A selection of online and print resources, 2007 - 2013
Feature articles (.pdf format):
Book Art: Without Words, by Richard Minsky - Fine Books & Collections, Autumn 2012
Melissa Jay Craig: Bookish Investigations, by Deborah Kogan - Ampersand, Spring 2010
The Book Art of Melissa Jay Craig, by Jen Thomas - The Bonefolder, Spring 2007
Sites featuring my work:
Bookbinding Now, interview by Meredith Winer, Transit Residency Founder/ Director, March 27, 2013
Book Artists and Poets series: (scroll down), Interview by Steve Miller, University of Alabama, 2010
Recent Interviews / Reviews Online:
Reading the Environment: Melissa Jay Craig, interview by Nora Maynard, Ploughshares - 2013
Q & A with artist Melissa Jay Craig, ZIA:Gallery, interview by Shannon Gallagher - 2012
99 Copies of Books on the Wall, Quiet Lunch Magazine - 2012
Ryerson Show Explores Sustainability and Art, by Sara Burrows, Sun Times / Lake Forester - 2011
The Book at Towson University, by BMore Art - 2011
(S)Edition in Depth, by Alissa, Artistic Novelty Reviews (my favorite review of this work to date) - 2010
Art of Books Highlighted in Transcriptions, by Tim Shellburg, NWTimes - 2011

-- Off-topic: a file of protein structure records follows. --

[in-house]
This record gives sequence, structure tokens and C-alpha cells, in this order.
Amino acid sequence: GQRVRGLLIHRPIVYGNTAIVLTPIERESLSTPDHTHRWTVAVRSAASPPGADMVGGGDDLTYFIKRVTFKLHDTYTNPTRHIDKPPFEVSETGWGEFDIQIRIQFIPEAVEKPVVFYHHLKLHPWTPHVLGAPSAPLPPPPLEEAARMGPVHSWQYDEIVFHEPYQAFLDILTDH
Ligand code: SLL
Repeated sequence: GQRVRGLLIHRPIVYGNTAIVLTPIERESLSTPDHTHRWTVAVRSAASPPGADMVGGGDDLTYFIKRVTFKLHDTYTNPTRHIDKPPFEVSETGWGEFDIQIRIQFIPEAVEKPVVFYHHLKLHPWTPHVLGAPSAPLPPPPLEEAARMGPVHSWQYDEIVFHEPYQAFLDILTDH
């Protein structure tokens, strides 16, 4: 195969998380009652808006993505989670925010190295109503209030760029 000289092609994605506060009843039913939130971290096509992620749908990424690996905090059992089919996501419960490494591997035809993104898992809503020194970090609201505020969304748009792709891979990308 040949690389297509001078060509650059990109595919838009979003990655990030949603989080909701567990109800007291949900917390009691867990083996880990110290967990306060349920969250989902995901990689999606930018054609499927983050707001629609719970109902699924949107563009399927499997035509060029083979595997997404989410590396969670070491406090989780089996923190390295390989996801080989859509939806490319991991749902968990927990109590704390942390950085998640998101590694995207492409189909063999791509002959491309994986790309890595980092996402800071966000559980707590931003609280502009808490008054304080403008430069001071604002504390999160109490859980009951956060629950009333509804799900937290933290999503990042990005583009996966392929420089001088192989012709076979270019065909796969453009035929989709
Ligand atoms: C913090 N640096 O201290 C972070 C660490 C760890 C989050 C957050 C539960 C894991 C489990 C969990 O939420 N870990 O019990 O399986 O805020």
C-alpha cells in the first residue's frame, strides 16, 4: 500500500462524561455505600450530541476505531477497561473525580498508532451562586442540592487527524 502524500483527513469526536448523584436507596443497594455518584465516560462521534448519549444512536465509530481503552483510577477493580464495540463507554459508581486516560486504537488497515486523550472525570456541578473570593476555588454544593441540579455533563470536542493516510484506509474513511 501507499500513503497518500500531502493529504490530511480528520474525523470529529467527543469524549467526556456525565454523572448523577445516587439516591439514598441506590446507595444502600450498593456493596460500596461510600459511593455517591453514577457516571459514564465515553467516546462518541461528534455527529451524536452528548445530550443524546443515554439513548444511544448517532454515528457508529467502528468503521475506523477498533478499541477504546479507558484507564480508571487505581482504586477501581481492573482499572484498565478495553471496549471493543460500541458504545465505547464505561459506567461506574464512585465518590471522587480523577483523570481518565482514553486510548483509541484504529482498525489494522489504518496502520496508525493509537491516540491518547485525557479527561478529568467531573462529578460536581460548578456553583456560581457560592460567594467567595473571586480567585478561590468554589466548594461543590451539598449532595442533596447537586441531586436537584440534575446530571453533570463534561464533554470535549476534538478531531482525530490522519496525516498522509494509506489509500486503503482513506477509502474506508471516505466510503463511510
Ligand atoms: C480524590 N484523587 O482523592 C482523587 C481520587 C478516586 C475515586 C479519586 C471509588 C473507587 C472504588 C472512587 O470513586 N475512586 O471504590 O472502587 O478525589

Does Book Art Have To Resemble A Book?, by Stephanie Cristello, Chicago Art Magazine - 2010
This Art Isn't For Your Kids, 40 Chicago artists over 40 series, by Chicago Art Magazine - 2011
In Print (excerpts):
"Working her own kind of alchemy, the award-winning, Chicago-based artist has transformed these natural and manmade materials into sculptural, book-like hybrids: delicate, leafy books that bud, blossom, and decay with the seasons; poisonous-looking “bookshrooms” delivering pointed political statements; canned paperbacks that become trash after they’re consumed; and a single, poignant volume that mirrors the artist’s own hearing loss."
- Nora Maynard, Reading The Environment: Melissa Jay Craig, Ploughshares, March 21, 2013
"Transcendental books that evoke their metaphors without words? For the past two decades I’ve been following the work of Melissa Jay Craig, who combines traditional book structures with sculptural and iconographic concepts. Book artists come to this discipline from many backgrounds, as followers of this column have seen. Yet when Melissa Jay Craig visited my studio recently, her answers to my questions revealed another dimension in the potential of book art to convey life experiences.”
- Richard Minsky, “Without Words”, Book Art, Fine Books and Collecting, Issue 10.4, Autumn 2012